“A foodie is… a person who has an ardent or refined interest in food and alcoholic beverages. A foodie seeks new food experiences as a hobby rather than simply eating out of convenience or hunger.” - Wikipedia

Let me start here by saying I’m not much of a foodie. I’m more of a foodie-by-default. My foodieness is a product of my stepson and his dad, my husband.
Sam, the stepson, is a chef at a very fancy L.A. restaurant, one of the finest and most renowned in the city. He was a foodie-in-the-making when I first met him at age 15, when he and his dad spent lots of time together exploring restaurants around Los Angeles. By 16 I had him pegged as a future chef. He’s innately talented with food and very passionate about cooking (and a hell of a lot of fun at the holidays).
Sam and his older brother Dave, also a foodie, live about 40 minutes from us, and when Dan goes to see them there is always a restaurant involved. We had the best pho tonight. Tried this Italian place Dave heard about. Went to another ramen place down on Sawtelle. We had Thai food in West Hollywood that was so spicy, Sam couldn’t feel his face.
Then they start throwing around the famous chefs’ names. Tried Roy Choi’s new place tonight. Nancy Silverton’s pizza place was one of the best. We went to Michael Voltaggio’s restaurant, it was amazing.
So I mostly get to hear about the foodie life, but occasionally I get to tag along. I enjoy a well-prepared meal, and appreciate the culinary arts thanks to Sam. But I hail from Ohio, where dining out is a filet and baked potato (I tease, because I love them), and I'm not the most adventurous diner out there.
Here’s the thing about Los Angeles. L.A. foodie culture is just kooky. Sometimes I think restaurant guys sit around getting high, trying to think of the weirdest way to get people talking about them. Take for example the recent trend of "communal seating". This is where you go to the most popular restaurant in town and there are only long counter-height tables with stools and you have to sit scrunched up next to a total stranger, because your companion is either across from you scrunched up next to a total stranger, or next to you with a total stranger on his other side, and you can hear everyone’s conversations because they are scrunched up right next to you. Try to eat a meal with your elbows pinned to your sides, I dare you. I went to a communal seating restaurant exactly one time. After that, whenever my foodies wanted to take me to a new place the first thing I would say is they don’t have those obnoxious tables, do they?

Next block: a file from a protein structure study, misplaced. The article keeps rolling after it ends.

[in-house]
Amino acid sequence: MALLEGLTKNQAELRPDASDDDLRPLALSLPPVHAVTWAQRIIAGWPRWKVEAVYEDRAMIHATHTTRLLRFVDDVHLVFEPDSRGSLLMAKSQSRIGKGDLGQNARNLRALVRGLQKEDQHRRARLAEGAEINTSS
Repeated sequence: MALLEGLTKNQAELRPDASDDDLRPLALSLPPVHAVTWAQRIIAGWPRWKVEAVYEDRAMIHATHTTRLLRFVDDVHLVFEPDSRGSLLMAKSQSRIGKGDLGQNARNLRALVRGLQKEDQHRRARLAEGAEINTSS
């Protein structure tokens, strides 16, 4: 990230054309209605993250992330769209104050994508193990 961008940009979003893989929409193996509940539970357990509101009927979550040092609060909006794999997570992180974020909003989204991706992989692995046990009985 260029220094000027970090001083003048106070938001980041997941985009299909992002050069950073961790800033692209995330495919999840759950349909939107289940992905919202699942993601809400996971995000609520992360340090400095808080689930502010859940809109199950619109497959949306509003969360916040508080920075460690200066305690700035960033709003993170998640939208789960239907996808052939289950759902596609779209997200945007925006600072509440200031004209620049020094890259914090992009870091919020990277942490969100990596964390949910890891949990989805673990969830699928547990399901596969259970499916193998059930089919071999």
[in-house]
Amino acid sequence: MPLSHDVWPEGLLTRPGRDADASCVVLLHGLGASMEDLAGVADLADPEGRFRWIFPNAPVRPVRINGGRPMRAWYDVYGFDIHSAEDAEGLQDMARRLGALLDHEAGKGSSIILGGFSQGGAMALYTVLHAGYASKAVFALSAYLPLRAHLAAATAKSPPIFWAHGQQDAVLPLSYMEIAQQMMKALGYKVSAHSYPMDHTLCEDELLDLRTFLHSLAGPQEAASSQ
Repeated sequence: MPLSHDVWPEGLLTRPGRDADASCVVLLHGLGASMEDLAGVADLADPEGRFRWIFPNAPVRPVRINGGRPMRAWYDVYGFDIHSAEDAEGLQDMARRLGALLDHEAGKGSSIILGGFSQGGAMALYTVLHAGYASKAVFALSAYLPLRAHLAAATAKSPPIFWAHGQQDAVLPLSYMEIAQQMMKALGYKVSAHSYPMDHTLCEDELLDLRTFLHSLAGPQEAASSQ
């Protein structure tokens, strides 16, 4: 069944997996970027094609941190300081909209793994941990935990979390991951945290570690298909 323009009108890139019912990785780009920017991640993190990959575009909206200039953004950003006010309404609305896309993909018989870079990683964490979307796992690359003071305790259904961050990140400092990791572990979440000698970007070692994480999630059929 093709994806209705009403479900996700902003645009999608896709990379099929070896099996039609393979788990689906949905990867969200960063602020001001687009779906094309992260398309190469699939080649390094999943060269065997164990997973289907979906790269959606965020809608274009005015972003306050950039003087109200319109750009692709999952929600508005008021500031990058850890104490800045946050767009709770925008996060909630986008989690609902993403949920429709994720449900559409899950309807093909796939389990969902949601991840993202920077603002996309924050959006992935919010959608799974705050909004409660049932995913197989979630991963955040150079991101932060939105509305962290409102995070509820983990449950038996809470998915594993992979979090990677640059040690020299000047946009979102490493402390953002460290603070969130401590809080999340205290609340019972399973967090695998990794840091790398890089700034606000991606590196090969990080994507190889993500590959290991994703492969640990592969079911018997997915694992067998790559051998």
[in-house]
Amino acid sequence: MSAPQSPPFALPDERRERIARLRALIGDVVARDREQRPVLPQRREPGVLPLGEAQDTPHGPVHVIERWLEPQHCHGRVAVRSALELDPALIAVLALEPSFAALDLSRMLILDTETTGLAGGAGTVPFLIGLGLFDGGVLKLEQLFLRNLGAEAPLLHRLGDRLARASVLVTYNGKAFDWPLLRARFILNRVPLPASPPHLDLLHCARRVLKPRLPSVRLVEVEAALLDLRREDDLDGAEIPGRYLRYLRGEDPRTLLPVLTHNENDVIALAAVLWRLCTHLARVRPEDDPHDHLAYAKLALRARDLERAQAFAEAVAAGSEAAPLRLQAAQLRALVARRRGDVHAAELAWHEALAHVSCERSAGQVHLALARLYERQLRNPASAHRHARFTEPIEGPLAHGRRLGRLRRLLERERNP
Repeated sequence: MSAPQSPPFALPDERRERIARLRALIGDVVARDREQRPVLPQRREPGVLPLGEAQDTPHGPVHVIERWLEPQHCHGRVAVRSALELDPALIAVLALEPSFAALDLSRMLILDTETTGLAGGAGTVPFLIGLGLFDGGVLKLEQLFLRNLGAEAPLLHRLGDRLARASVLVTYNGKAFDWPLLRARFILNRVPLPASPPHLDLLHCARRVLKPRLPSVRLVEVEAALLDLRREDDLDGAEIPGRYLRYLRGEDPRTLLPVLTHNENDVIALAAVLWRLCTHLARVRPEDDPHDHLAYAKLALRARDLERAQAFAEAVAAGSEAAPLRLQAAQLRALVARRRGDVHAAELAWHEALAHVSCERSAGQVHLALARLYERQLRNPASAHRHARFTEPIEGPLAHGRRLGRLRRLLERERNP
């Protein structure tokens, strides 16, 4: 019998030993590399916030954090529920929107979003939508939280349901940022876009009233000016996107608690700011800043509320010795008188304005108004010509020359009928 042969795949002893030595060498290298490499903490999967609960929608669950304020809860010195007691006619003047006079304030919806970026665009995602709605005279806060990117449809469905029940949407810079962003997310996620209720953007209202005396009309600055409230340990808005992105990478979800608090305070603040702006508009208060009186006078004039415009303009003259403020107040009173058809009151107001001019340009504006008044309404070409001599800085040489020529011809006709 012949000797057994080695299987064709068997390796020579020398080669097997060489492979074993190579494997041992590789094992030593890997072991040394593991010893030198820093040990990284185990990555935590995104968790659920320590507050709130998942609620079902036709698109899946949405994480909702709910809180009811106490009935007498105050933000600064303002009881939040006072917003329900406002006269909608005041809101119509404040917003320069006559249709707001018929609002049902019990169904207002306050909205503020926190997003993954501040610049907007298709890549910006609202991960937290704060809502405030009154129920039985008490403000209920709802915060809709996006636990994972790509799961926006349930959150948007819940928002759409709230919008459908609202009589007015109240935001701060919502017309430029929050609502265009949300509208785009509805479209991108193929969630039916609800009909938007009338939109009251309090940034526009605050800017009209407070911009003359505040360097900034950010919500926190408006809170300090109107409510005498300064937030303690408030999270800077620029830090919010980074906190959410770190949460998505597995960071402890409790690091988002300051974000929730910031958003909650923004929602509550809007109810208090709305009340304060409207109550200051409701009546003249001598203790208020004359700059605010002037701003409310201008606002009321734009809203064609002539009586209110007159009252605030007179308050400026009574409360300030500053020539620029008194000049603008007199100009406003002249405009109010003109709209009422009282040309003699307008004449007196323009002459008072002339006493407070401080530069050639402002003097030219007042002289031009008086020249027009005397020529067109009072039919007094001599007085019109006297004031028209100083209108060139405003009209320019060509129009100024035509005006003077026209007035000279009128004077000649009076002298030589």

Early in his career, Sam worked at one of Chef Ludo Lefebvre’s infamous “pop-up” restaurants called LudoBites. This is where he opens a restaurant for about 8 weeks and 8000 people try to get reservations and 300 succeed. That’s a lower admission rate than Stanford, people.
So the thing now, apparently, is to be a really big-deal chef and then open a restaurant that is SO EXCLUSIVE that not only can people not get in, but once they get in they’re not sure they’re in the right place.
Allow me to give you an example. Last year, a friend of Dan’s was able to get the four of us into a fiendishly exclusive place I will call Clandestine (because I want to help them stay secret, of course). The Chef was all the buzz, and the restaurant served (almost) nothing but petite cuts of beef that you cooked yourself, yakiniku style, at your table. Grilled tongue. Throat sashimi. I’m talking every part of a cow, and supposedly – if you were a real foodie – you would be able to appreciate the difference between Outside Ribeye and Inside Ribeye. There was no liquor license so you had to bring your own beer or wine, and if the Chef thought your bottle was worthy, he would allow you to share it with him. This was one of the gateways into getting his business card, which would give you the chance to come back again.